Chris Mennemeyer of Cuivre River Electric updates a sign left for crews after repairing an outage in Florida. He was part of a massive effort to restore power in the wake of hurricanes Michael and Florence. Missouri sent 315 co-op lineworkers to repair power lines for electric co-ops in Florida and South Carolina.

Gower, 2021 Photo by Heather Berry

Mother Cecilia Snell, abbess of the Abbey of Our Lady of Ephesus, pauses to enjoy a moment of sun after Mass. The nuns here follow a vow of silence except for when they are singing. CDs of their music help support the abbey.

Hermitage, 2022 Photo by Zach Smith

Joy and Rich Porter focus on making everything they serve at the Home Town Diner from scratch. The two gave up a journalism career to open the restaurant in January 2020, only to face challenges when the COVID-19 pandemic hit.

Trapichitos, Guatemala, 2020 Photo by Jim McCarty

Ritnee Smiley, a lineman from North Central Missouri Electric, may have inspired this Guatemalan boy to become a lineman. Ritnee was part of a group of co-op linemen who volunteered to bring electricity to the village of Trapichitos for the first time.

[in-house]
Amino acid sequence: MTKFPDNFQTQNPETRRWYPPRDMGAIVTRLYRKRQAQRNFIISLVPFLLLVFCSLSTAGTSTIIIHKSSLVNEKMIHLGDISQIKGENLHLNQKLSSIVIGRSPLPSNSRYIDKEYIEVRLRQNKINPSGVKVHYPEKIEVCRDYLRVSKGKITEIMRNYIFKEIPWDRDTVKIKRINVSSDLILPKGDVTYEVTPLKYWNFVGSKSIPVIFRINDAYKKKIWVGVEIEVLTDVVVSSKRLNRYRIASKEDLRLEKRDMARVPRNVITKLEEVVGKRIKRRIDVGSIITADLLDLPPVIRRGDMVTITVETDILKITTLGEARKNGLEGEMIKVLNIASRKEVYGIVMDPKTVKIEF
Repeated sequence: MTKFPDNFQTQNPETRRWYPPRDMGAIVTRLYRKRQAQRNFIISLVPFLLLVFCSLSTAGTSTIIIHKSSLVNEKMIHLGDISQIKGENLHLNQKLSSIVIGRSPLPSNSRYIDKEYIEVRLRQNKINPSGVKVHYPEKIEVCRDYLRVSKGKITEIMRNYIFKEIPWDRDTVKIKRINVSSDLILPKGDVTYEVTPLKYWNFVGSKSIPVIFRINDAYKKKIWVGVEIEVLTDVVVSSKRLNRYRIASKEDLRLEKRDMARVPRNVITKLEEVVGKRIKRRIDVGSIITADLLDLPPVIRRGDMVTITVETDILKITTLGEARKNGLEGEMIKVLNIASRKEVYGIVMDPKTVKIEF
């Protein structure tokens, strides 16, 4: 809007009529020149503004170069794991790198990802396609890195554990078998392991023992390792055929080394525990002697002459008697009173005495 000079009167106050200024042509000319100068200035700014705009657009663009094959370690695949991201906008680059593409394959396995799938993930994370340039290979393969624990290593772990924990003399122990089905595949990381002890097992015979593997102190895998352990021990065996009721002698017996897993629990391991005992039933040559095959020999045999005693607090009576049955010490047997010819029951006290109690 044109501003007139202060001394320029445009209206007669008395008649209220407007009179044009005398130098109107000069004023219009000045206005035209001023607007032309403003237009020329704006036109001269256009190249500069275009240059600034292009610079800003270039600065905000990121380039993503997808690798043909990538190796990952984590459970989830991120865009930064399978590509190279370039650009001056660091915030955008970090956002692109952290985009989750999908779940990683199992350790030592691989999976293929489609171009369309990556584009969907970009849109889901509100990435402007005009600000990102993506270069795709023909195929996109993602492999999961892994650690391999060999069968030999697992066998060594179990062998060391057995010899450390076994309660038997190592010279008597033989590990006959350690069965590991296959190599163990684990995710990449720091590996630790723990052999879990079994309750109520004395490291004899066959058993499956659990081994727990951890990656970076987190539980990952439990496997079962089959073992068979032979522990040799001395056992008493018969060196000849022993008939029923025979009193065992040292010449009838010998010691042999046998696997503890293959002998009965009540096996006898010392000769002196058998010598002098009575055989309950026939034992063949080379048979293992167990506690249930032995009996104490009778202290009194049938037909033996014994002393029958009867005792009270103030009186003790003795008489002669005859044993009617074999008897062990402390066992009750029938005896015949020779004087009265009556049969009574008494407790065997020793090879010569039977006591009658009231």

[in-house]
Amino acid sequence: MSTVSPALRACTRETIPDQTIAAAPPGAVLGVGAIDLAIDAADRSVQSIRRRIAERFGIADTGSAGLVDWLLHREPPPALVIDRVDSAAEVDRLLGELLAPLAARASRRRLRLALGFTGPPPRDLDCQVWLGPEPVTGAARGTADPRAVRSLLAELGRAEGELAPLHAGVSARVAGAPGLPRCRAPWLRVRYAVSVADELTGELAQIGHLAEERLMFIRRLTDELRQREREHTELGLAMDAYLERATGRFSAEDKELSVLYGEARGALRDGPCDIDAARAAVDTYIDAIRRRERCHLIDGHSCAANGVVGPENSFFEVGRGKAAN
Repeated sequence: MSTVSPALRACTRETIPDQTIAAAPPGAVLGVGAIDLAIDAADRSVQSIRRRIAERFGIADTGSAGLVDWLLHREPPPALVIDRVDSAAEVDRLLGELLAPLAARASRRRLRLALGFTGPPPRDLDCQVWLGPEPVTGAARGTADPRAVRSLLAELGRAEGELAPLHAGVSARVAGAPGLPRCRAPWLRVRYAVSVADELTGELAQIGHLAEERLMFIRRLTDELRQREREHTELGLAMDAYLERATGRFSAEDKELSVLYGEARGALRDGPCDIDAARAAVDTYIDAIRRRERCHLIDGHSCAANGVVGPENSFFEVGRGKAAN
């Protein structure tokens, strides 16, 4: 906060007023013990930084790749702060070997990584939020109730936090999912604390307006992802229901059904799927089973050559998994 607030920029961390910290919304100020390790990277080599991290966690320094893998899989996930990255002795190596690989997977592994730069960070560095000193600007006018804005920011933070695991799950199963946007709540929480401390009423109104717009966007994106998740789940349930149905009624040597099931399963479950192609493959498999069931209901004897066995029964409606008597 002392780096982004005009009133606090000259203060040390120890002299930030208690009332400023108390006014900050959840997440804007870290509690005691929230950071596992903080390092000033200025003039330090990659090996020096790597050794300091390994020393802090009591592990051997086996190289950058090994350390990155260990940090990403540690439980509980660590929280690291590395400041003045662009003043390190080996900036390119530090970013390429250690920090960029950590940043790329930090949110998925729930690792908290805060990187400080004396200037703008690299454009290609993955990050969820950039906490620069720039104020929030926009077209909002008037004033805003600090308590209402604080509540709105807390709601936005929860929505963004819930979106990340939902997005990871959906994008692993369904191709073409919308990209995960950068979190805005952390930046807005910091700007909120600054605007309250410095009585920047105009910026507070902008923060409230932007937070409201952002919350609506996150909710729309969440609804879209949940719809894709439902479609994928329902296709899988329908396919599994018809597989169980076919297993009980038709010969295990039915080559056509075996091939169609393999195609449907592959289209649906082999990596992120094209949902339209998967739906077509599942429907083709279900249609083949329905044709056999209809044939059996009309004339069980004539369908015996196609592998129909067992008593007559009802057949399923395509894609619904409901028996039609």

Plattsburg, 2022 Photo by Zach Smith

With the help of family and friends, Bev McCulloch saved and rebuilt the 1829 cabin of Benjamin Fry on her farm near Plattsburg. Deer Creek Cabin now serves as a hands-on classroom of living history from the pioneer days of Missouri.

Hillsboro, 2022 Photo by Zach Smith

Ten members ­— all rescue huskies — of the Breakaway Siberian sled team practice near trainer Richie Camden’s home in Hillsboro. Over the past decade, he built his team, his gear and a racing pedigree one step and four paws at a time.

Columbia, 2022 Photo by Paul Newton

Colin Higgins, left, reaches for a loose ball against Zach Steger during a scrimmage of Mizzou’s Wheelchair Basketball team. The team is one of a dozen intercollegiate wheelchair basketball teams.

Hornersville, 2022 Photo by Zach Smith

Sunrise outside Hornersville finds crews already hard at work in the watermelon beds at Droke Family Farms. Converted school buses are used to haul the melons from the field to warehouses.

Columbia, 2021 Photo by Paul Newton

Fiddle & Stone Bread Co. owner Chris Foley has been baking and selling his naturally leavened bread at the Columbia Farmers Market for three years. The bread is made in a wood-fired oven on a farm outside Columbia.